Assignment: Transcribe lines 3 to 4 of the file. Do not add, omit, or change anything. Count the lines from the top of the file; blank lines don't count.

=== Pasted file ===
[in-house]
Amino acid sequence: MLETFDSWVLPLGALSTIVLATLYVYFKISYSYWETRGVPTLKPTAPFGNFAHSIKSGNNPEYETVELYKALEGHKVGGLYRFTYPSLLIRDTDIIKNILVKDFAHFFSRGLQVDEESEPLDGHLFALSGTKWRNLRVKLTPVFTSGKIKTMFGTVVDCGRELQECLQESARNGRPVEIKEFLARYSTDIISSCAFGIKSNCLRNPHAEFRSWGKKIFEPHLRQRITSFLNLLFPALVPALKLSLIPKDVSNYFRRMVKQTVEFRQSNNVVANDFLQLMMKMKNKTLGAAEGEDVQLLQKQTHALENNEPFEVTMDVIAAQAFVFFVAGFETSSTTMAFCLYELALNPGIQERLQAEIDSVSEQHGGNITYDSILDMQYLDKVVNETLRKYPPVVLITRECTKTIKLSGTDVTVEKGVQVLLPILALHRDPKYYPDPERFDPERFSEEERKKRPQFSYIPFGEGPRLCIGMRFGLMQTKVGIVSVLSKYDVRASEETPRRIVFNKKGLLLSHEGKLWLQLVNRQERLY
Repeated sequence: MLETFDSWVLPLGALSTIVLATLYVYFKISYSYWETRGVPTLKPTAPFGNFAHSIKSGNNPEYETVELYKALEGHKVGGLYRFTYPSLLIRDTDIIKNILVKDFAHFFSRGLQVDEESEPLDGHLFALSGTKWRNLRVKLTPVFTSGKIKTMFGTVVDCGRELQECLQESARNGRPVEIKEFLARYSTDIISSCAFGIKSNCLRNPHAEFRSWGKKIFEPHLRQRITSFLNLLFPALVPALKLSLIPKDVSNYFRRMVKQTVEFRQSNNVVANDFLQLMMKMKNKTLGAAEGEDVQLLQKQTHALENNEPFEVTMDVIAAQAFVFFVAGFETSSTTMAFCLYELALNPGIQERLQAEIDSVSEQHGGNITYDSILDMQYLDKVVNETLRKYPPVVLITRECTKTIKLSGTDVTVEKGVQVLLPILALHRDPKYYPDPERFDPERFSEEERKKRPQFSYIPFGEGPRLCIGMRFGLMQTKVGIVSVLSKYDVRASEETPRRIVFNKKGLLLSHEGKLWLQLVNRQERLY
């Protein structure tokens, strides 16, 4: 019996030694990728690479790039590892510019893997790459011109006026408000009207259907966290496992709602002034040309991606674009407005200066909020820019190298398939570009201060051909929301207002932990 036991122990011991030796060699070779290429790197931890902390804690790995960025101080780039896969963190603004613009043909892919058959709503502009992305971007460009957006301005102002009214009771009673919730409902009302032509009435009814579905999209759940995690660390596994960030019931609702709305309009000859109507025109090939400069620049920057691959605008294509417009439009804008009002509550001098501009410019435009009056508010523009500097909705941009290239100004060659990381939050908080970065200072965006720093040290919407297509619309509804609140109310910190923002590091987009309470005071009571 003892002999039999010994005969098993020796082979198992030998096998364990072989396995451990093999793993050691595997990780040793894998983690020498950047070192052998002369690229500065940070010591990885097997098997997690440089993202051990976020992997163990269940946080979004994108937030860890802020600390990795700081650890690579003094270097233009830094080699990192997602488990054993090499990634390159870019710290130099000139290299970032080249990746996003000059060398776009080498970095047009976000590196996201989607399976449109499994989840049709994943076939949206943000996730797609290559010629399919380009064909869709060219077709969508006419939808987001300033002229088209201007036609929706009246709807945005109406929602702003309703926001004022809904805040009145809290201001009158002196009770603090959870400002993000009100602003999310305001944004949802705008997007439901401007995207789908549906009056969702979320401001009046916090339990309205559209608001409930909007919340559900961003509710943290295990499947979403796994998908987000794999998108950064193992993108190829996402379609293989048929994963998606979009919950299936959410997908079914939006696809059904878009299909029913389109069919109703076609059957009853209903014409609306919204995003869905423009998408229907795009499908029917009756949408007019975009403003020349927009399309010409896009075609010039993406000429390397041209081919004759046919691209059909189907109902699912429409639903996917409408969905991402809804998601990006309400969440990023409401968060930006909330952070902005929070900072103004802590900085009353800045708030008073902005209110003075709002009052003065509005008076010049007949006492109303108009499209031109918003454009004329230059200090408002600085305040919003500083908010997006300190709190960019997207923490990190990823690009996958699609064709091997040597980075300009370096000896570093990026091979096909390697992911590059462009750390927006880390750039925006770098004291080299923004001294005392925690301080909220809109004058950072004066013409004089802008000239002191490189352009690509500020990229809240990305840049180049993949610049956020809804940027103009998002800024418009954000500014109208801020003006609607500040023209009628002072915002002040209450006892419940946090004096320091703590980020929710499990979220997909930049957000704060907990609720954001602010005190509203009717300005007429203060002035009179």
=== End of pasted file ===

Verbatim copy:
Repeated sequence: MLETFDSWVLPLGALSTIVLATLYVYFKISYSYWETRGVPTLKPTAPFGNFAHSIKSGNNPEYETVELYKALEGHKVGGLYRFTYPSLLIRDTDIIKNILVKDFAHFFSRGLQVDEESEPLDGHLFALSGTKWRNLRVKLTPVFTSGKIKTMFGTVVDCGRELQECLQESARNGRPVEIKEFLARYSTDIISSCAFGIKSNCLRNPHAEFRSWGKKIFEPHLRQRITSFLNLLFPALVPALKLSLIPKDVSNYFRRMVKQTVEFRQSNNVVANDFLQLMMKMKNKTLGAAEGEDVQLLQKQTHALENNEPFEVTMDVIAAQAFVFFVAGFETSSTTMAFCLYELALNPGIQERLQAEIDSVSEQHGGNITYDSILDMQYLDKVVNETLRKYPPVVLITRECTKTIKLSGTDVTVEKGVQVLLPILALHRDPKYYPDPERFDPERFSEEERKKRPQFSYIPFGEGPRLCIGMRFGLMQTKVGIVSVLSKYDVRASEETPRRIVFNKKGLLLSHEGKLWLQLVNRQERLY
């Protein structure tokens, strides 16, 4: 019996030694990728690479790039590892510019893997790459011109006026408000009207259907966290496992709602002034040309991606674009407005200066909020820019190298398939570009201060051909929301207002932990 036991122990011991030796060699070779290429790197931890902390804690790995960025101080780039896969963190603004613009043909892919058959709503502009992305971007460009957006301005102002009214009771009673919730409902009302032509009435009814579905999209759940995690660390596994960030019931609702709305309009000859109507025109090939400069620049920057691959605008294509417009439009804008009002509550001098501009410019435009009056508010523009500097909705941009290239100004060659990381939050908080970065200072965006720093040290919407297509619309509804609140109310910190923002590091987009309470005071009571 003892002999039999010994005969098993020796082979198992030998096998364990072989396995451990093999793993050691595997990780040793894998983690020498950047070192052998002369690229500065940070010591990885097997098997997690440089993202051990976020992997163990269940946080979004994108937030860890802020600390990795700081650890690579003094270097233009830094080699990192997602488990054993090499990634390159870019710290130099000139290299970032080249990746996003000059060398776009080498970095047009976000590196996201989607399976449109499994989840049709994943076939949206943000996730797609290559010629399919380009064909869709060219077709969508006419939808987001300033002229088209201007036609929706009246709807945005109406929602702003309703926001004022809904805040009145809290201001009158002196009770603090959870400002993000009100602003999310305001944004949802705008997007439901401007995207789908549906009056969702979320401001009046916090339990309205559209608001409930909007919340559900961003509710943290295990499947979403796994998908987000794999998108950064193992993108190829996402379609293989048929994963998606979009919950299936959410997908079914939006696809059904878009299909029913389109069919109703076609059957009853209903014409609306919204995003869905423009998408229907795009499908029917009756949408007019975009403003020349927009399309010409896009075609010039993406000429390397041209081919004759046919691209059909189907109902699912429409639903996917409408969905991402809804998601990006309400969440990023409401968060930006909330952070902005929070900072103004802590900085009353800045708030008073902005209110003075709002009052003065509005008076010049007949006492109303108009499209031109918003454009004329230059200090408002600085305040919003500083908010997006300190709190960019997207923490990190990823690009996958699609064709091997040597980075300009370096000896570093990026091979096909390697992911590059462009750390927006880390750039925006770098004291080299923004001294005392925690301080909220809109004058950072004066013409004089802008000239002191490189352009690509500020990229809240990305840049180049993949610049956020809804940027103009998002800024418009954000500014109208801020003006609607500040023209009628002072915002002040209450006892419940946090004096320091703590980020929710499990979220997909930049957000704060907990609720954001602010005190509203009717300005007429203060002035009179």